Imagine if we had actually gone to the Houses of Parliament. 15 children would have learned something real that day! I'm starting to think that the value of trips cannot be overestimated.

Normal lessons were suspended for PSCHE day (I don't know what all the letters stand for: Personal, Social, C..., Health Education?). We all went to the local park for a trip instead which was nice because the sun was out.
In the afternoon I had an hour with my Form. I decided to have Circle Time with them instead of showing a video. We sat in a circle and I asked them about the G20 and if anyone knew who they were and why people were protesting. Among the speculative responses I got were:
- The G20 are a gang.
- The G20 are something to do with G-Unit.
- The protesters are having a riot for no reason.
- The protesters are angry with the police.
- The protesters are angry with the War in Iraq.
- The G20 are angry with the War in Iraq.

I tried to point them in the right direction by asking what recent events could have made people angry enough to protest. One girl worriedly asked if it was to do with Obama's election. Eventually someone shouted out "Credit Crunch"! That's more like it, I thought, before realising that if I felt my own knowledge of the ins and outs of the markets were sketchy, my Form's knowledge would be non-existent. Their awareness of the world outside their immediate circle of family, school and friends is minimal: based on a weird mix of media soundbites, random facts they remember from a lesson here and there, and perhaps a holiday they have been on. We had a jolly discussion, however, debating various things: from favourite holiday destinations, to what it meant to be rich, to what life was like in Afghanistan for W who moved here 2 years ago. I enjoyed the time to simply sit and have a constructive chat with my Form, many of whom I either spend most of my time chasing up for being naughty, or ignore while focussing on the naughty kids!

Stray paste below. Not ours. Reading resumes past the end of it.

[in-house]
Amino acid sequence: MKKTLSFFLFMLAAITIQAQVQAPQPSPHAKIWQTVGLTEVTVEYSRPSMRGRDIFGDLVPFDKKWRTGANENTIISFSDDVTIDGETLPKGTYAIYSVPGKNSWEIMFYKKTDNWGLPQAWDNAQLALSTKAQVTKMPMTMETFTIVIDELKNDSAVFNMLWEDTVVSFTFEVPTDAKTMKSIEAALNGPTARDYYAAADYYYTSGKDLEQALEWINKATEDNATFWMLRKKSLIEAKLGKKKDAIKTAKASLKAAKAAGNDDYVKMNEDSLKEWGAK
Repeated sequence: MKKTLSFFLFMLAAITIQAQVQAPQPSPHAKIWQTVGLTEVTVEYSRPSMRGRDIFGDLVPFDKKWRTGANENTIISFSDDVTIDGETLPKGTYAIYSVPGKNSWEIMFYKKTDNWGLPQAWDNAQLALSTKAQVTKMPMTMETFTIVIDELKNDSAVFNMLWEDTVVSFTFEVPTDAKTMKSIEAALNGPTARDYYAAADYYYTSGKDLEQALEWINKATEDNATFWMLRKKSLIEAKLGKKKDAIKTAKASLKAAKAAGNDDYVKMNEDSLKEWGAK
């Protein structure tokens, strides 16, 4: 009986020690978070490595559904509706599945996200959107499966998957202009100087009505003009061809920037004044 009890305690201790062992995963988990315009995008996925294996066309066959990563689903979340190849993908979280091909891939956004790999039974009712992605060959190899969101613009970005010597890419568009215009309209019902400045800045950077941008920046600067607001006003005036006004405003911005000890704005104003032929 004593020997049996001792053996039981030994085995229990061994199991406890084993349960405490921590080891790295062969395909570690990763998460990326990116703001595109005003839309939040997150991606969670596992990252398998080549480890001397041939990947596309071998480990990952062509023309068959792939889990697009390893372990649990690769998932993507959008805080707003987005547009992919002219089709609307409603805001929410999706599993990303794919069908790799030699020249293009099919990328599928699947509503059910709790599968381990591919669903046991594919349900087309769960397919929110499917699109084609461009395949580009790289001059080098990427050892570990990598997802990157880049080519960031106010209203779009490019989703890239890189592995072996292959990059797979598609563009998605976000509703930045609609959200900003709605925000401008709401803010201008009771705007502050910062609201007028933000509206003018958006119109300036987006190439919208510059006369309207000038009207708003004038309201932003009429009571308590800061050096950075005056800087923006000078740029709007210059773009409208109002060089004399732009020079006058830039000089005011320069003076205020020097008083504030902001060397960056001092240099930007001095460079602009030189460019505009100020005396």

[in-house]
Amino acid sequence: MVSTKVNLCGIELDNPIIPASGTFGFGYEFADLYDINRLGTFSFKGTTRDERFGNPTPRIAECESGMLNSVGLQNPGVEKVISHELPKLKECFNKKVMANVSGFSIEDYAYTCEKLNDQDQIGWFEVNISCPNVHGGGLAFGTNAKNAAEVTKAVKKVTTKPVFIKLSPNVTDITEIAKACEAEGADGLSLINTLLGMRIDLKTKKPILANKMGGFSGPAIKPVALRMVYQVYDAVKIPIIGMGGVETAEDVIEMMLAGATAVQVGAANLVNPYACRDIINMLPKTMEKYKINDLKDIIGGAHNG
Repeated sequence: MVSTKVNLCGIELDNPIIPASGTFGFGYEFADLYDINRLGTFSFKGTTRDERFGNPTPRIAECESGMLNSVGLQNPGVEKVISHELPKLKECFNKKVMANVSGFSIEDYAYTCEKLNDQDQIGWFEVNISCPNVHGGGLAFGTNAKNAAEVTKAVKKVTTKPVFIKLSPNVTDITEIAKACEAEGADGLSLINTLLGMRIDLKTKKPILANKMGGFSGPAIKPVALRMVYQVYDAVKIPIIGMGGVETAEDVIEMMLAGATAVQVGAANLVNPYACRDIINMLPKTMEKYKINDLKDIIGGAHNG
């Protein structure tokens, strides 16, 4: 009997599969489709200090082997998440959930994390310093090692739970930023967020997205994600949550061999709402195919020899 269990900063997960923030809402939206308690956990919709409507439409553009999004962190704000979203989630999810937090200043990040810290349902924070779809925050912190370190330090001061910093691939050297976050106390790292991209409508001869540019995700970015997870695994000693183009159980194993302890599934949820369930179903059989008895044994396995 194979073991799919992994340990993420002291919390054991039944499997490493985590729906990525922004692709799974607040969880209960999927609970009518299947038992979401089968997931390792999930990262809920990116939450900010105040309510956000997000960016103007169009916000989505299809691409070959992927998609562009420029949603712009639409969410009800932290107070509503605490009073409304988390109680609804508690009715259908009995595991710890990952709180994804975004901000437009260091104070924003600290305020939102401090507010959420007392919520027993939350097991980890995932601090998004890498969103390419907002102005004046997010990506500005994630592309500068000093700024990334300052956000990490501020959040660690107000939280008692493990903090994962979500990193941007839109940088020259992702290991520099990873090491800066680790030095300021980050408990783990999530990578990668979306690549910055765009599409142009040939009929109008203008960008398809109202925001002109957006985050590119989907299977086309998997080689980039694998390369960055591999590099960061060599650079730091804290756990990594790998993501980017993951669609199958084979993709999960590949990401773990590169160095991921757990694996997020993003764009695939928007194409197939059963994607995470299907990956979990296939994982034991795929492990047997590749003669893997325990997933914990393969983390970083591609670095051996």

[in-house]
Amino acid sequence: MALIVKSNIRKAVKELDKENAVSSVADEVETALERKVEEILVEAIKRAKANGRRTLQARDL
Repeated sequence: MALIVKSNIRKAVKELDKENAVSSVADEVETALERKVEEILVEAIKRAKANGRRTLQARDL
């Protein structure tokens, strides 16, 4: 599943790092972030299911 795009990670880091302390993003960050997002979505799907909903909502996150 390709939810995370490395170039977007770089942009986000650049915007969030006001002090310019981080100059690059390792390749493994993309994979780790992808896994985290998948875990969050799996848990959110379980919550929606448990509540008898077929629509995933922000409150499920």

I cannot wait for the Easter break. Am running on empty at the moment!

Tuesday, 31 March 2009